- Press Release
- Economic Justice
Federal Aid Programs Prove Vital in Reducing U.S. Poverty
Washington, DC – Despite the continued reductions of poverty rate, the Friends Committee on National Legislation (FCNL), is dismayed to see the number of people still living in poverty in the world’s richest country. According to today’s Census Bureau report, the official poverty rate decreased from 12.3 percent in 2017 to 11.8 percent in 2018. Approximately 38.1 million people lived below the poverty line in 2018 ($25,465 for a family of four).
Contact: Tim McHugh, Friends Committee on National Legislation, firstname.lastname@example.org; 202-903-2515
The Census poverty numbers also demonstrate the importance of effective federal programs, like the Earned Income Tax Credit (EITC) and Child Tax Credit (CTC), in preventing people from falling into poverty. These refundable tax credits prevented 7.9 million people from falling into poverty.
“While this decrease in poverty is welcome news, millions of Americans are still not reaping the benefits of the booming economy and are unable to keep their heads above water,” said Diane Randall, executive secretary of FCNL. “Congress must work to fix the gaps in the EITC and CTC, where too many working individuals and families are left out of our most effective anti-poverty programs.”
Income growth among households with the lowest income levels was significantly slower than that of the country. Federal assistance programs such as the Earned Income Tax Credit and the Child Tax Credit prove vital for families in this category.
Millions of low-income workers currently are not eligible for the Earned Income Tax Credit or see only a minimal benefit because they are not raising children at home. Parents of 26 million kids are excluded from getting the full CTC because their incomes are too low.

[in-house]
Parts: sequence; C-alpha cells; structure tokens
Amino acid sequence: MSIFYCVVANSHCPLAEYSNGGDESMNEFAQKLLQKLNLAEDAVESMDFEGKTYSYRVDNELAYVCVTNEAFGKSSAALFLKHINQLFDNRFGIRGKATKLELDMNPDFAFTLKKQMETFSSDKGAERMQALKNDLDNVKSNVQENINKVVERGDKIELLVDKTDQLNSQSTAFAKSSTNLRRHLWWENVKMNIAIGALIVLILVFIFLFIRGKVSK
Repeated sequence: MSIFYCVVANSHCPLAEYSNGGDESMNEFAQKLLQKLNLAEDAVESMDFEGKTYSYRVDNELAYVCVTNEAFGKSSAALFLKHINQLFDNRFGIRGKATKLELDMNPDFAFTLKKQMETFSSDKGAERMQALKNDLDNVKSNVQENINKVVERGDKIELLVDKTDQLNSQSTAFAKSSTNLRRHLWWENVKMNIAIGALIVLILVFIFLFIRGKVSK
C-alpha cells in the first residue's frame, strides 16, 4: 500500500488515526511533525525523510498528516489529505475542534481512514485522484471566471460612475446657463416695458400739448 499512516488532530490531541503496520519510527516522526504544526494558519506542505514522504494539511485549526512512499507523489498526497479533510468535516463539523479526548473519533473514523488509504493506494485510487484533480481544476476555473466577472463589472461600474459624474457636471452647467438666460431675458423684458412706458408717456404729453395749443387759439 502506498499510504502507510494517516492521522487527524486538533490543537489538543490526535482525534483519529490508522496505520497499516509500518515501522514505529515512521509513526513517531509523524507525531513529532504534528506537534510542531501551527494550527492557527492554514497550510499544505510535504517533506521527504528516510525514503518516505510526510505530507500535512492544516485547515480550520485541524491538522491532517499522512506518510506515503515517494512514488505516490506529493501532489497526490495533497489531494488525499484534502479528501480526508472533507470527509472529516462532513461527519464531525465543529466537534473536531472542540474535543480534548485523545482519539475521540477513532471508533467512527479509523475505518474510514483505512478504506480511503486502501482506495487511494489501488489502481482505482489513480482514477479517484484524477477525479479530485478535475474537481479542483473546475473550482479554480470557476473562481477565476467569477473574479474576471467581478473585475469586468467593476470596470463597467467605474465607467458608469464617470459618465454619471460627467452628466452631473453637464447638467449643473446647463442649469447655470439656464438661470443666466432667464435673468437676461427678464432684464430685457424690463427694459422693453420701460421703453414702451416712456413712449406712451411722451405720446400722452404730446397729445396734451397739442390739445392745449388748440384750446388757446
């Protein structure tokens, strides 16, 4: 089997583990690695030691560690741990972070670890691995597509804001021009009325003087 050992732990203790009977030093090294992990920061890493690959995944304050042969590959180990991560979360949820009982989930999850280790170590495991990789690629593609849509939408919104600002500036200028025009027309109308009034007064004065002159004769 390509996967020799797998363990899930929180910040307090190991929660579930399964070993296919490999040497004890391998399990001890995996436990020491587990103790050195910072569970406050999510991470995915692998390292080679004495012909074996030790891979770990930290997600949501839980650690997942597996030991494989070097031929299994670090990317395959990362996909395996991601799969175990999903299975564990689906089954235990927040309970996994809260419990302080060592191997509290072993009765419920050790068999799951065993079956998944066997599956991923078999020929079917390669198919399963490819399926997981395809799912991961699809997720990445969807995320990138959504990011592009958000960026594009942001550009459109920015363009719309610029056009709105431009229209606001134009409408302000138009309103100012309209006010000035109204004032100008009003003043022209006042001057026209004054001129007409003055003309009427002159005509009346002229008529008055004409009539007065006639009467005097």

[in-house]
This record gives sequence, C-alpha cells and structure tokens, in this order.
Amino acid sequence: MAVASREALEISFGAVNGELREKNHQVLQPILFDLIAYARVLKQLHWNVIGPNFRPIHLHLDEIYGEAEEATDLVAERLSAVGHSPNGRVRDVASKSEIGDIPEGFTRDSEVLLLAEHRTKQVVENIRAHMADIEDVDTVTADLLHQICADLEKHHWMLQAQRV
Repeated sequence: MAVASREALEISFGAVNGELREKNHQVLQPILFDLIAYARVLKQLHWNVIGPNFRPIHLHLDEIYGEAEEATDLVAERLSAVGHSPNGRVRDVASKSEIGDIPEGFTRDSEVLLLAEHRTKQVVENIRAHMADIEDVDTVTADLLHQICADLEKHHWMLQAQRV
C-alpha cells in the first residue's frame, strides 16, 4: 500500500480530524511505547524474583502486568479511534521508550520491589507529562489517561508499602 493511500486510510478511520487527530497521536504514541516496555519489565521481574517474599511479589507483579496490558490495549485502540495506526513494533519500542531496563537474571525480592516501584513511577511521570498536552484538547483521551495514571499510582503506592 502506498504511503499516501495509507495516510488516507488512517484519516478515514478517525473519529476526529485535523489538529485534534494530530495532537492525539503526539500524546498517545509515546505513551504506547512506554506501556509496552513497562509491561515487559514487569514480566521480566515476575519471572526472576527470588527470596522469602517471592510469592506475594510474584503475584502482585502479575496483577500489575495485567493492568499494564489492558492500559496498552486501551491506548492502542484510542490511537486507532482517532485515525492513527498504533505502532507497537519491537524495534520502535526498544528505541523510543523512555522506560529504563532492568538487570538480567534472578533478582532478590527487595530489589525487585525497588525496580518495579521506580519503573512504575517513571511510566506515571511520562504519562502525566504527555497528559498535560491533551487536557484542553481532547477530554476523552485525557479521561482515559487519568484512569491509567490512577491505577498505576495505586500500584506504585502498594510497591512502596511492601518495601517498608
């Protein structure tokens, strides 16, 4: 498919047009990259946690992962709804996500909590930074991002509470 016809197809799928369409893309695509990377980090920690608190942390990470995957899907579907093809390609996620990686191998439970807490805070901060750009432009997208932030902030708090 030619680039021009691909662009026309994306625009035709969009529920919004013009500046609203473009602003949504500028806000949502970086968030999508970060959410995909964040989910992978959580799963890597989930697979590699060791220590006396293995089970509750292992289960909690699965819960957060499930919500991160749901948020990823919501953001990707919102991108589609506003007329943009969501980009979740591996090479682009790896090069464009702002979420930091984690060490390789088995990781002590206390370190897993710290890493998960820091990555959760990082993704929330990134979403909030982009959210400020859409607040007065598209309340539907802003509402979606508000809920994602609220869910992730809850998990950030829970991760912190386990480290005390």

“The data show that federal anti-poverty programs are essential; they are often the difference between putting food on the table or not for many American families,” said Amelia Kegan, FCNL’s legislative director for domestic policy. “Right now, as Congress considers important spending and tax decisions for federal programs, it has the opportunity to fix the gaps in the EITC and CTC to strengthen two of America’s most effective anti-poverty programs.”
The Census report also revealed that, for the first time since the passage of the Affordable Care Act, the rate of uninsured individuals climbed. Though it remains far lower than it was before the passage of the bill, this increase in the number of people without health insurance demonstrates how state and federal actions undermining the Affordable Care Act and restricting access to Medicaid lead people to lose coverage.
As a Quaker organization, FCNL firmly advocates for eliminating poverty through economic policies that promote social equity and provide people with opportunities to live to their full potential.
To learn more, please visit www.fcnl.org.